Thick Red Line
No, we don’t have enough evidence that Syria has used chemical weapons. (JEFFREY LEWIS , 2013)
Let’s stipulate, then, that we take seriously the president’s red line: We do not wish to enter this conflict, unless the Assad regime begins committing widespread atrocities, like the gassing of cities. Or, as the president said in August, “We have been very clear to the Assad regime, but also to other players on the ground, that a red line for us is we start seeing a whole bunch of chemical weapons moving around or being utilized. That would change my calculus. That would change my equation.” (Aside: Can you imagine the mockery if Bush had set the red line at “a whole bunch” of chemical weapons?)
The purpose of a red line is to deter something like what the Iraqis did at Halabja. There are already terrible things happening in Syria — sectarian conflicts are truly ugly and this is becoming one. The conflict has killed tens of thousands, most of them innocent civilians. But, as far as I can tell, Assad has not yet begun a policy of conducting large-scale massacres of civilians, whether by chemical weapons (like at Halabja) or not (say, Srebrenica in Bosnia). That would change things. As awful as the current conflict is, it could get worse. Holding something back to deter Assad is worth doing.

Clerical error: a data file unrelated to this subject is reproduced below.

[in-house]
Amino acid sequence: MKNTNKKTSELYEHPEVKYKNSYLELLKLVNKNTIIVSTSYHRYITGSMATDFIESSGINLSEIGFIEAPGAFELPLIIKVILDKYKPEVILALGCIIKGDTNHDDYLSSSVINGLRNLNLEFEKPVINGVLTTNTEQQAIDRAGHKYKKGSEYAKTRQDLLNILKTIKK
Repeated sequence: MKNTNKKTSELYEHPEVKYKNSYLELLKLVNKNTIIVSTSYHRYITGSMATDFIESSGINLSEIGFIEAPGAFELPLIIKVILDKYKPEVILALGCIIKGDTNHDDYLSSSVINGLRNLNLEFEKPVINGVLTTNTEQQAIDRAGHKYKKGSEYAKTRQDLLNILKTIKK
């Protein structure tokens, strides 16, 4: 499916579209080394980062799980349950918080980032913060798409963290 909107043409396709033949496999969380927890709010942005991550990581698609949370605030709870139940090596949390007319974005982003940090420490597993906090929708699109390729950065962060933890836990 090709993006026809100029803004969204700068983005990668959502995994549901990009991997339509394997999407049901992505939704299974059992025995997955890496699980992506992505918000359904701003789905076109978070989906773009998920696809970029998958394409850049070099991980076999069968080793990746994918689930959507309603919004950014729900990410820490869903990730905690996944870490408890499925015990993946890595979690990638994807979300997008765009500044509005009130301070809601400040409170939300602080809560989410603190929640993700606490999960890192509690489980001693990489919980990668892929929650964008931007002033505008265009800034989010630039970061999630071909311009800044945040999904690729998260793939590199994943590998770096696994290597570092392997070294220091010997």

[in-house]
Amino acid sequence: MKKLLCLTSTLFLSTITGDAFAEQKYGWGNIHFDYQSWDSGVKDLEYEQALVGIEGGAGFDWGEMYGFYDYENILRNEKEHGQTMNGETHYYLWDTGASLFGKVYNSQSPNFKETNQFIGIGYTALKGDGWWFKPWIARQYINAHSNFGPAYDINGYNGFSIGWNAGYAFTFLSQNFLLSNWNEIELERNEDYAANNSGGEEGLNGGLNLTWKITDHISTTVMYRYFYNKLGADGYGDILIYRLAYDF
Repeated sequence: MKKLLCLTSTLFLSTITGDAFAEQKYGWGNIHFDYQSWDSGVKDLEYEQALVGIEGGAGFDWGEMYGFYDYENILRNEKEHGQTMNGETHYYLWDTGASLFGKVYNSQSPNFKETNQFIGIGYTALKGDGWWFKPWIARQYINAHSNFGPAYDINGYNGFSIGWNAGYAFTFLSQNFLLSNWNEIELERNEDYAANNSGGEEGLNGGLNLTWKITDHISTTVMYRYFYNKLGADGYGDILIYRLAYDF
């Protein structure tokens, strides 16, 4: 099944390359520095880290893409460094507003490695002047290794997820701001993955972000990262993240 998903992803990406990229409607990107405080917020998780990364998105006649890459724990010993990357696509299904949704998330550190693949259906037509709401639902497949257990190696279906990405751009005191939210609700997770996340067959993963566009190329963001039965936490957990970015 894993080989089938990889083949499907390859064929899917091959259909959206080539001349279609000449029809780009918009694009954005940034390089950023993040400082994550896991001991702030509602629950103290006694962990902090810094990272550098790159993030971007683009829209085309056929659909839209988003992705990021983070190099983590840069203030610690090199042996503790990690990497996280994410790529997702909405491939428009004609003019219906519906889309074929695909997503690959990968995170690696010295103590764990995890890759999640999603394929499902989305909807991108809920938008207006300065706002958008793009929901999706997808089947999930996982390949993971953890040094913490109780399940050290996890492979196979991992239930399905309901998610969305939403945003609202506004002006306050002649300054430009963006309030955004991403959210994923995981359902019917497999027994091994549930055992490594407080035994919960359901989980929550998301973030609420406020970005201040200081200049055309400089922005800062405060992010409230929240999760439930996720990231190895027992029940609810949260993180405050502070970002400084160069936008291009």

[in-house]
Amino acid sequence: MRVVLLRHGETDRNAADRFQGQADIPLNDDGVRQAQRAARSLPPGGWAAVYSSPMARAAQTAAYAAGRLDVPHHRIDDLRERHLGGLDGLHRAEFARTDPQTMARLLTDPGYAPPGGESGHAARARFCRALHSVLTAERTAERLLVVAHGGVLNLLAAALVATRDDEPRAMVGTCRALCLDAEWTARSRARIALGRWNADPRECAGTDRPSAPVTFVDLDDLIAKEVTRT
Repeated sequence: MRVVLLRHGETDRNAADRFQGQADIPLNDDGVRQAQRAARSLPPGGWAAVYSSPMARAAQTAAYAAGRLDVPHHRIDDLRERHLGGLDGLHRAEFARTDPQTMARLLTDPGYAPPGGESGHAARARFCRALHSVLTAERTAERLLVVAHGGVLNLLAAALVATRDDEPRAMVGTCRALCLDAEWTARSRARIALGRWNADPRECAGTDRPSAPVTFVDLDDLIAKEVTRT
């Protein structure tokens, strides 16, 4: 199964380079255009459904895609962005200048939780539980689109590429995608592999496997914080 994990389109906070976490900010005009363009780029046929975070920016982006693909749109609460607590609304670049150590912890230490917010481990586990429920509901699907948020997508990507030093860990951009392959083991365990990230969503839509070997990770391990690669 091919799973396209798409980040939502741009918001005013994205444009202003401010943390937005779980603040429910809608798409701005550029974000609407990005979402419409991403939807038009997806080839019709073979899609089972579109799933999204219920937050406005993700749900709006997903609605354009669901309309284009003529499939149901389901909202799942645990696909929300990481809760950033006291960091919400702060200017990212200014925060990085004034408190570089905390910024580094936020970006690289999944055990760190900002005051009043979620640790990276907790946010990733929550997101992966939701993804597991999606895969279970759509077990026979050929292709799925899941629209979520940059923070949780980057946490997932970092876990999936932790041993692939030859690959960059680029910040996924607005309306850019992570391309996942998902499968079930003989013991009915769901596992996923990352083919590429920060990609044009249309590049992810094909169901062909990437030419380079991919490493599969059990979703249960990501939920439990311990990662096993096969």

The corollary is that if we do intervene on the basis that Assad is using chemical weapons, then he might very well start gassing cities — and we won’t be sitting around wondering whether he’s done so or not. When Saddam used chemical weapons against Halabja, there was video of the attack and thousands of casualties. Survivors traveled abroad where they received medical treatment. The evidence was clear and overwhelming.
The evidence we have now is rather less than that. The Syrian opposition has repeatedly claimed that it has been gassed, but these claims have been of doubtful reliability, including allegations that Syria used a chemical weapon that does not exist.
via Thick Red Line
This article shows an american negative view on US intervention in Syria that matches quite nicely my own… this one from Musa Al-Gharbi matches it perfectly:
According to the White House, the intelligence suggests “with varying degrees of confidence” that chemical weapons have been used in Syria—however, it is unclear under what circumstances these weapons were deployed, or by whom–although the Administration assumes it would have been the Syrian government who used them. One small problem: the regime has absolutely nothing to gain in resorting to these tactics. Contrary to the media rhetoric, the al-Asad regime is not desperate or on its “last legs.” In fact, it has been steadily gaining ground for months, ever since theydecisively crushed a major assault on Damascus in December 2012. The very last thing they would want to do is upset this momentum or risk increased foreign intervention for the sake of killing dozens in a “small scale” attack. They do not need chemical weapons, at the moment.